Five and a half hours by train from London, in a churchyard off the lane to Scafell Pike, stands the most intriguing Viking Age sculpture in England.
The Gosforth Cross is a 4.43 metre slender shaft of sandstone, carved with scenes from Ragnarök. Sculptors working around AD 950 produced designs that accurately illustrate episodes from this Norse Apocalypse that were not to be recorded in written form for another three hundred years.
But the designers of this cross were creating more than a weighty graphic novel of Viking Gods vs. Monsters. Most of the incidents from the sagas can double as depictions of episodes from Christian scripture or its early traditions. The nature and purpose of this sophisticated ambiguity is open to academic debate, but the images themselves make for a rich and immersive subject of study for primary schools.
Now that an RSA Fellowship project to produce creative learning materials about the Gosforth Cross is nearing completion, here are a few observations that were sparked by the work.
The value of graphic art as an inclusive and immersive way for learners to understand other cultures.
In delivering the lessons to a year five and six class in Cumbria and two year five classes in Camden, we presented them with two drawings of Viking story carvings, including the Gosforth Cross. The learners, given no prior knowledge of the actual narratives, were tasked with working in groups to create story lines the drawings might illustrate. Once they had recorded their ideas as storyboards and shared them with their peers, they were given synopses of the saga accounts and asked to match the illustrations to the Viking narratives.
The educational value of collaborative talk is widely recognised through the work of Neil Mercer and others, but it was particularly encouraging to see the stimulus provided for quality creative talk by contact with designs produced at the end of the first millennium. The children’s enthusiasm for the stories should really be no surprise. Many of the plot devices in Tolkien’s fiction, from a talking dragon to a shape-changer can be found in the two stories used. Some children were already aware of the sagas’ characters, albeit in a somewhat redacted form, through Marvel Studios’ ‘Thor’ films.
The contribution of 3D scans to understanding artefacts.
The films created for the project in Gosforth and the V&A, would not have been possible without Professor Dominic Powlesland, Head of the Landscape Research Centre, who enthusiastically responded to a request to make a 3D scan of the cross. Using the 3D file he created, and the open source ‘Blender’ software, the virtual cross could be incorporated into the films, navigating round the artefact while the story is narrated by the children.
One of the difficulties with viewing the Gosforth Cross for real, apart from the travel involved for most people outside Cumbria, is that the clarity of the detail we see in the carvings depends dramatically on the position of the sun at the time. The best view occurs when the sky is clear, the sun is low and its rays strike the side of the cross at a raking angle. Geometry ensures this never happens for more than two of the four sides at any one time, and meteorology can be even more of an issue, but with the 3D scan it is possible to light the virtual object with a virtual sun at whatever angle is required.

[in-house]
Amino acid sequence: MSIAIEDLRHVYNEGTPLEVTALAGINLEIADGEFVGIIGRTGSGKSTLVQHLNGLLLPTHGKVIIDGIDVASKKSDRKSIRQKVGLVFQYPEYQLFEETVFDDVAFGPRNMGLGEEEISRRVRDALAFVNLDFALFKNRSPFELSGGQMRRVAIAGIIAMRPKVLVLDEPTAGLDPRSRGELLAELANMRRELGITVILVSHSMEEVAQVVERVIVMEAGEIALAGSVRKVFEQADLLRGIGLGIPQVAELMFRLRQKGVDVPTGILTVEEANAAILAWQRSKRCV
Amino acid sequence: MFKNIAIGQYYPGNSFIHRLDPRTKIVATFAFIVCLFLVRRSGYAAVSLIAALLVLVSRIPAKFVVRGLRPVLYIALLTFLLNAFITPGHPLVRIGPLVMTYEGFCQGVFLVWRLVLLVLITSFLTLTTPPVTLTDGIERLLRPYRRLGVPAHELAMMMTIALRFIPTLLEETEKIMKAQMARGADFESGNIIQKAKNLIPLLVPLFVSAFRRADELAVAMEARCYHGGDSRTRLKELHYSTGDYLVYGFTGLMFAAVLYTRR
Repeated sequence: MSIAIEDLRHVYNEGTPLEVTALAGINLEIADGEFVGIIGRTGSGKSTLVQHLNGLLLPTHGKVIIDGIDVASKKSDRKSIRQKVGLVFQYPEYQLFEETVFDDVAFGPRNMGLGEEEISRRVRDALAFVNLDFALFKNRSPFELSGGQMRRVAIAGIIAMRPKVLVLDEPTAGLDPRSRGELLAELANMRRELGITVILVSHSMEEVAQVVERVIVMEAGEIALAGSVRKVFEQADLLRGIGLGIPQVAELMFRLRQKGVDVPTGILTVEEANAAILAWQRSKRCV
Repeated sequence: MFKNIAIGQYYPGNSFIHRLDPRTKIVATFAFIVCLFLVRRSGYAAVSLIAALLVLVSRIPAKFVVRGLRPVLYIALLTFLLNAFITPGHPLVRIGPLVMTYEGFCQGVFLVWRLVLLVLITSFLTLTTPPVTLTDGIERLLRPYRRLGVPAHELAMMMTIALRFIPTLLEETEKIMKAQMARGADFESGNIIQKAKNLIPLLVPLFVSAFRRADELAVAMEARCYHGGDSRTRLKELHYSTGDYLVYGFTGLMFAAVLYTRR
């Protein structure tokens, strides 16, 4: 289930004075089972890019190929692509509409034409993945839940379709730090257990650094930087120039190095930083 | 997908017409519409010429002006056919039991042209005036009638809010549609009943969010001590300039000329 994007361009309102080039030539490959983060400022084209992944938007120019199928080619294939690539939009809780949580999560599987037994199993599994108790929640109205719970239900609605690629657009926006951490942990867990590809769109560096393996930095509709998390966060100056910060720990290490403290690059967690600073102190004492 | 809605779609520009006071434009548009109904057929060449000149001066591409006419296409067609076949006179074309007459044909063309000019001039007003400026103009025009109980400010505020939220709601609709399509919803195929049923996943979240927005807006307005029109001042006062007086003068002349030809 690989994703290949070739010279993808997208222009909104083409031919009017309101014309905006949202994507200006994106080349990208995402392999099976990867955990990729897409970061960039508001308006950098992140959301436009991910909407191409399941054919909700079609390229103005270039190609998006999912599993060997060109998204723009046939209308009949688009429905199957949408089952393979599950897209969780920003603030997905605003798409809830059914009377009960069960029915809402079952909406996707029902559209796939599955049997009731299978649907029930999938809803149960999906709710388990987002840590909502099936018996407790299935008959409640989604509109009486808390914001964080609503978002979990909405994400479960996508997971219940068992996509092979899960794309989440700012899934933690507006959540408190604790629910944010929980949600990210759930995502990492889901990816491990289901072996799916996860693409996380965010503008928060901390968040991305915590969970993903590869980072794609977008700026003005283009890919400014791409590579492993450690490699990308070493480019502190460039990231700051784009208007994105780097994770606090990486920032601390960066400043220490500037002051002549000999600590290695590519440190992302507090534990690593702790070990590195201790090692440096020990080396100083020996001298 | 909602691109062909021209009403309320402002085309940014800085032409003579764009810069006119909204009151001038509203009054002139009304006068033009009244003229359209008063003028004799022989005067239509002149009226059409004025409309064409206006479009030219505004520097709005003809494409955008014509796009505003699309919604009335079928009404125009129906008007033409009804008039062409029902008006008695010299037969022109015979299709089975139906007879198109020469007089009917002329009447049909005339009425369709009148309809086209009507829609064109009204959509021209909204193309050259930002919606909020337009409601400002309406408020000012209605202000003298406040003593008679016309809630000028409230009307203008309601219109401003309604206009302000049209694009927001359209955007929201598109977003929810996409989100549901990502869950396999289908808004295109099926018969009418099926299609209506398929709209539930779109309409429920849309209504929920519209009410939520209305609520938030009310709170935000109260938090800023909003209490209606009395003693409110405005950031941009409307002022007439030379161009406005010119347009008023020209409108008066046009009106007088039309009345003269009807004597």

Playing the downloaded film on a tablet or larger smartphone will enable those who can make it to Gosforth to decode what they see on the cross, and those who can’t get there to see the next best thing.
Vikings as Migrants
The current English National Curriculum’s single requirement to teach about the Viking heritage is the terse instruction that upper KS2 pupils (9-11 year olds), ‘should be taught about the Viking and Anglo-Saxon struggle for the Kingdom of England to the time of Edward the Confessor’, with suggested focuses on;
- ‘Viking raids and invasion,
- resistance by Alfred the Great and Athelstan, first king of England
- further Viking invasions and Danegeld’
All of which reflects a quaintly old-fashioned exclusive preoccupation with Vikings as militant invaders. However, current academic thinking holds that Vikings and Saxons in much of the North of what is now England, were living in peace at the time the Gosforth Cross was made.
The probable reason for the abysmal failure of these 10th century Vikings to live up to the stereotype required of them by today’s Department for Education is fascinating: Vikings in Scandinavia had developed skills to farm marginal land the Saxons steered clear of, so these Norse migrants settling in the fells posed no threat and even contributed to the overall wealth of the economy.
I’d be interested to hear your thoughts on the use of graphic art as a stimulus for collaborative talk – or on any other aspect of the project. Please use the comments section below, or email firstname.lastname@example.org .
All the learning materials and lower resolution versions of the films have been included in the ‘teachers’ area of the culturestreet.org.uk website which should enable direct access through school firewalls.
Professor Powlesland’s work was produced in collaboration with the Leverhulme Trust 'Impact of Diasporas' research programme at the University of Leicester, whose Project Manager Dr Pragya Vohra also made a vital contribution to our work.